The #2 WR is running the first shallow cross in the concept and his job is to occupy the ILB by sitting down in the zone forcing the LB to attach to the route. This will occupy the ILB so he cannot expand and threaten the #1 WR who is following the route.
The #1 WR has to let the concept develop off the LOS for a split second with the vertical release by 3, and the shallow cross by 2. This is why he foot fires off the line of scrimmage before breaking in on his route.
The QB’s pre-snap read indicates zone coverage, and he’s anticipating throwing the follow route immediately out of the break. The QB knows the first crosser will occupy the ILB and the vertical will push the OLB just enough for the #1 WR to break underneath it. With great timing on the throw, #1 WR catches the ball immediately out of his break and is able to make a move for a 7 yard gain.
In the next diagram the follow concept comes from North Carolina who runs it differently than Jackson State, but accomplishes the same goal.
I like this follow concept because it’s ran out of a compressed bunch set with cross action off the line of scrimmage from all three receivers.
The movement off the line of scrimmage from the bunch set creates confusion as the defense finds itself out of alignment and exposed for a big gain.
Here’s the clip of North Carolina running the follow concept from a compressed bunch look.
The #2 on the LOS does a great job clearing out the OLB with his wheel route. The outside release on the wheel causes the OLB to widen and get depth.
The #1 immediately crosses underneath the wheel route with the ILB in his sight. His job is the same as before which is to occupy the first inside backer. In this example, the ILB not only attaches to him, but abandons his zone responsibilities and runs with him across the field.
The #3 WR allows the wheel and cross to develop by getting width at the snap of the ball. As the OLB maintains outside leverage because of the release on the wheel, the angle route cuts inside with a massive window for the QB to throw into.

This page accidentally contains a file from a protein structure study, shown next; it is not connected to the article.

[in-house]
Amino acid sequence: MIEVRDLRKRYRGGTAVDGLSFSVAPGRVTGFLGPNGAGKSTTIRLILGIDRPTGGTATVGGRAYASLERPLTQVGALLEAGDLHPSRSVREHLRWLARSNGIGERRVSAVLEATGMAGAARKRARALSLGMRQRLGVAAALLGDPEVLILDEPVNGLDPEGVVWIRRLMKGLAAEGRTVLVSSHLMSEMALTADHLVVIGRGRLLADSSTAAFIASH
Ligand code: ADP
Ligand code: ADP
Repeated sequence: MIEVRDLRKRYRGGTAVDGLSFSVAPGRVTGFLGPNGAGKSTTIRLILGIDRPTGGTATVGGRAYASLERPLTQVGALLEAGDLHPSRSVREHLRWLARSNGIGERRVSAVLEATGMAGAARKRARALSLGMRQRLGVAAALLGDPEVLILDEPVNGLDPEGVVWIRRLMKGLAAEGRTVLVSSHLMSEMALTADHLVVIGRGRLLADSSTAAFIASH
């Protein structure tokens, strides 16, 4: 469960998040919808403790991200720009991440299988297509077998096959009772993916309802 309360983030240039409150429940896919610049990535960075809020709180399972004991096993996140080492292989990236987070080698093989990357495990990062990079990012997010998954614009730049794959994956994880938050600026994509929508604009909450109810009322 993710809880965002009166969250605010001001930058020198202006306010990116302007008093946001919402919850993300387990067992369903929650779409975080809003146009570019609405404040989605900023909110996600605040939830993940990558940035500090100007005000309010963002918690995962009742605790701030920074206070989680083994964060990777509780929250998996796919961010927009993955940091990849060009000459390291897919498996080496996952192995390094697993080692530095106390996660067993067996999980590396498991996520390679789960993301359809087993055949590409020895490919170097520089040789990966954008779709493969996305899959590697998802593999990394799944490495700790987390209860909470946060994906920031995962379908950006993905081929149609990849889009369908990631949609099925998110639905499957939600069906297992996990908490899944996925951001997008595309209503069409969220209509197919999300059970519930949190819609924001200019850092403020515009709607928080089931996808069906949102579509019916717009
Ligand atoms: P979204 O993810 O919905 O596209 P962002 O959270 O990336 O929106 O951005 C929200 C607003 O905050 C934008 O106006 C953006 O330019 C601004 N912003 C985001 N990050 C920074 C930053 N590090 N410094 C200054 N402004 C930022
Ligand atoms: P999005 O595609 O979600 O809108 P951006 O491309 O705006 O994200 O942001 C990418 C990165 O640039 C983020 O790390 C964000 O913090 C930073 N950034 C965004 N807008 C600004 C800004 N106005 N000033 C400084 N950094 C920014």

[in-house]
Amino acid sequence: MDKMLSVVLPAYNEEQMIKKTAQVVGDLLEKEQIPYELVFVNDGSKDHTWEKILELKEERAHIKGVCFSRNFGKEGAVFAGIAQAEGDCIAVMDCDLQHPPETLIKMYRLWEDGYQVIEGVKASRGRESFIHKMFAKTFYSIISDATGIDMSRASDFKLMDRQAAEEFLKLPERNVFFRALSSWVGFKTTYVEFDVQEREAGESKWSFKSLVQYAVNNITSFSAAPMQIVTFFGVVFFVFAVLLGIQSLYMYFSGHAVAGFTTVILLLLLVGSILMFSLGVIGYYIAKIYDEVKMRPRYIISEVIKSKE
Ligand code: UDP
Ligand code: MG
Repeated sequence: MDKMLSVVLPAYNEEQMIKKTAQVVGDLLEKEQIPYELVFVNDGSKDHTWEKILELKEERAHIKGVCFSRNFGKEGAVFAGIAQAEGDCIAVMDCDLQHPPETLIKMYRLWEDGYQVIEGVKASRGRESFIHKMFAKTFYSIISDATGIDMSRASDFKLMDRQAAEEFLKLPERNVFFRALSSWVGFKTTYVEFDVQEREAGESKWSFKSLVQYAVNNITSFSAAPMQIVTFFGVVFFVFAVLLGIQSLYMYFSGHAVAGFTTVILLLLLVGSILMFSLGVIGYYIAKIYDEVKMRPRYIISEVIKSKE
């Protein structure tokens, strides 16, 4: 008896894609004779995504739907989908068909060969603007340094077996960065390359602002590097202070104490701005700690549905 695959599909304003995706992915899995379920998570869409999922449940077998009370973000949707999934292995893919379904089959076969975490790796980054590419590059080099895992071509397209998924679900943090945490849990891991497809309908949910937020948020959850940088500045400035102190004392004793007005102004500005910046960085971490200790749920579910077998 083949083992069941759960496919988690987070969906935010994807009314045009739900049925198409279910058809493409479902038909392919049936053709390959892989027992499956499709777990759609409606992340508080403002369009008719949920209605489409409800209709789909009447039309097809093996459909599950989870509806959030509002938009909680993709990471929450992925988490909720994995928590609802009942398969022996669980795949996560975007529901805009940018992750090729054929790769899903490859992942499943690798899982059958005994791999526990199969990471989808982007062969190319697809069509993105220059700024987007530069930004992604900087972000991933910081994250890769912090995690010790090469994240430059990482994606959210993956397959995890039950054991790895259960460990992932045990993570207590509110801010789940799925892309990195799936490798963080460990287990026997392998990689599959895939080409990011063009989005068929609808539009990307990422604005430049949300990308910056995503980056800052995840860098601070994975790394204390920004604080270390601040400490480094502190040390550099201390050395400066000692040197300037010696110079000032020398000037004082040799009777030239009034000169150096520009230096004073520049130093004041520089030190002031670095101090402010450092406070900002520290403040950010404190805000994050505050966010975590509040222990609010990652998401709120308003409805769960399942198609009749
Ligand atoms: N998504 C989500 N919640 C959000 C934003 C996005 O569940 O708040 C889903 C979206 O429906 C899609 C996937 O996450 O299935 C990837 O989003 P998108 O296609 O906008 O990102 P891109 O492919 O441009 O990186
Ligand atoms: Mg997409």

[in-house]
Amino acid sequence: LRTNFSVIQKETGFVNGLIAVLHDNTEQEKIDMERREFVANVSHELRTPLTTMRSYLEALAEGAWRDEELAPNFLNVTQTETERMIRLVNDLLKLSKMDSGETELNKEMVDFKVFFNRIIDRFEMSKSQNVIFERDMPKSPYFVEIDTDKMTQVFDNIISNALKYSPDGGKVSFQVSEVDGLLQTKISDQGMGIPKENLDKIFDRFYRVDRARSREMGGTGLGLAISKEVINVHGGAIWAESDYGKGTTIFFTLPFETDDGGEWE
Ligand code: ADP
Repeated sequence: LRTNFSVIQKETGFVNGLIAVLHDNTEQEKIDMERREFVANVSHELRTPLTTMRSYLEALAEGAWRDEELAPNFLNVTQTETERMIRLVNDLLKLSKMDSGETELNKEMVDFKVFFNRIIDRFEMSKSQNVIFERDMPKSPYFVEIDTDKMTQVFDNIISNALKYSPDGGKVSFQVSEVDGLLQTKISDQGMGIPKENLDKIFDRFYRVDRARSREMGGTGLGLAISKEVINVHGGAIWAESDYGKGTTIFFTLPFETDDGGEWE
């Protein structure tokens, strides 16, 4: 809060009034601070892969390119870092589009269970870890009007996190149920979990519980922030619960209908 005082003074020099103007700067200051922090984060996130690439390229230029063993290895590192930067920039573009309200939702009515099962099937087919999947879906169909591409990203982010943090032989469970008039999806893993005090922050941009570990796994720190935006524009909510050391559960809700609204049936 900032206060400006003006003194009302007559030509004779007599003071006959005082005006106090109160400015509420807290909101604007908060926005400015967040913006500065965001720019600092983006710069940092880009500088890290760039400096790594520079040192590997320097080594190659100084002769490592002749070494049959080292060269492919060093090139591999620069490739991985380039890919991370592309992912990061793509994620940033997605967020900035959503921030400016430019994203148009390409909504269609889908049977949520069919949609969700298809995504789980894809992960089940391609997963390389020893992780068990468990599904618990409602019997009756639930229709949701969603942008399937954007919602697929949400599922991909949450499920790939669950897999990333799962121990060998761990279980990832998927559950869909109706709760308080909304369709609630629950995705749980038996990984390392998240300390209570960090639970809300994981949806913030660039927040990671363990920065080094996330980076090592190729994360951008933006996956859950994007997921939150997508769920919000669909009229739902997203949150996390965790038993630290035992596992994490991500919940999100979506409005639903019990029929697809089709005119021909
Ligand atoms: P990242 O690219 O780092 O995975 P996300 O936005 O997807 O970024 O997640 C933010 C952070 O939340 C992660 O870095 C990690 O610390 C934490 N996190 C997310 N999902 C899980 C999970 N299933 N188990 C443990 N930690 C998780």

Ultimately the QB is progressing through two routes, the first cross and then the follow. QB’s eyes immediately go to the first cross and he sees the LB attach. He then progresses to the angle follow and it’s a simple throw and catch from there for a huge gain. The QB does have a pre-snap alert to throw the Go route with the single WR, but the CB and Safety help to the boundary would make for a tough throw.
It’s important to note that the key to making this play happen is the wheel route by the point man in the bunch look. This player has to understand that his route is ultimately dead from the beginning and he’s sacrificing himself in order to move the OLB just enough for the angle route to open up inside. It doesn’t count as a catch in the box score but this is just as important and his teammates should be giving him props for setting them up for success.
Post Wheel can be ran a few different ways out of trips, but the way Western Kentucky ran their post wheel concept in 2021 really caught my attention. Below is a diagram of how WKU ran post wheel out of their trips formation.
What I like about the way WKU ran their post-wheel is how they used their strength in their screen game to set up the wheel route. In this trips formation set, WKU runs Post from the outside, flashes tunnel screen from the #2 WR with the #3 WR stalking the OLB before releasing on the wheel route.
Here’s the clip of WKU running post wheel
The defense has a man advantage over the trips as they walk LB out to get 4 defenders over the 3 WR’s with Safety help over the top. It appears the the defense might be playing 2-man which leaves a huge mismatch on the #3 WR and the LB.
The outside WR runs his post and the CB absorbs the post route.